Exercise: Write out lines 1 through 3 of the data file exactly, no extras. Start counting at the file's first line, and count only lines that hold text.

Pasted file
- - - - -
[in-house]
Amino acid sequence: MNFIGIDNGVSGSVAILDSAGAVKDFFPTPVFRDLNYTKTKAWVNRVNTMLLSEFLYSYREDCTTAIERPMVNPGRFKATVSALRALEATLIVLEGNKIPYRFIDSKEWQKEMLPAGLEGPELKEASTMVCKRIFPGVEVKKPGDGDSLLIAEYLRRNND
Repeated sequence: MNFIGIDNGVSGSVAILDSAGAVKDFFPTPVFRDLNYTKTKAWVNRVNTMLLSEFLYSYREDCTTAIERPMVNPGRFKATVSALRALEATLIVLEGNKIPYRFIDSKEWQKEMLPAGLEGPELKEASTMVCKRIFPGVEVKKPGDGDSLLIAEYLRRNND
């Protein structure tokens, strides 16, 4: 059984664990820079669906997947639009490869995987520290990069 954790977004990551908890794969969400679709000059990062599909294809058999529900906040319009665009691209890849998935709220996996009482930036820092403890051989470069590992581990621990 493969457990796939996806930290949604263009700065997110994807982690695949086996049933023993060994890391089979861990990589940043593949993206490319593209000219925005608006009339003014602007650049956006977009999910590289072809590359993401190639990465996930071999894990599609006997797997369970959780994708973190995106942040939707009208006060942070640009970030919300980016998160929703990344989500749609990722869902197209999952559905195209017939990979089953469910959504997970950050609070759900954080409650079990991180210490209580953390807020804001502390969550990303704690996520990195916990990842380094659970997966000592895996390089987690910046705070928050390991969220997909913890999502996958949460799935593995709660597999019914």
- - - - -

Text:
[in-house]
Amino acid sequence: MNFIGIDNGVSGSVAILDSAGAVKDFFPTPVFRDLNYTKTKAWVNRVNTMLLSEFLYSYREDCTTAIERPMVNPGRFKATVSALRALEATLIVLEGNKIPYRFIDSKEWQKEMLPAGLEGPELKEASTMVCKRIFPGVEVKKPGDGDSLLIAEYLRRNND
Repeated sequence: MNFIGIDNGVSGSVAILDSAGAVKDFFPTPVFRDLNYTKTKAWVNRVNTMLLSEFLYSYREDCTTAIERPMVNPGRFKATVSALRALEATLIVLEGNKIPYRFIDSKEWQKEMLPAGLEGPELKEASTMVCKRIFPGVEVKKPGDGDSLLIAEYLRRNND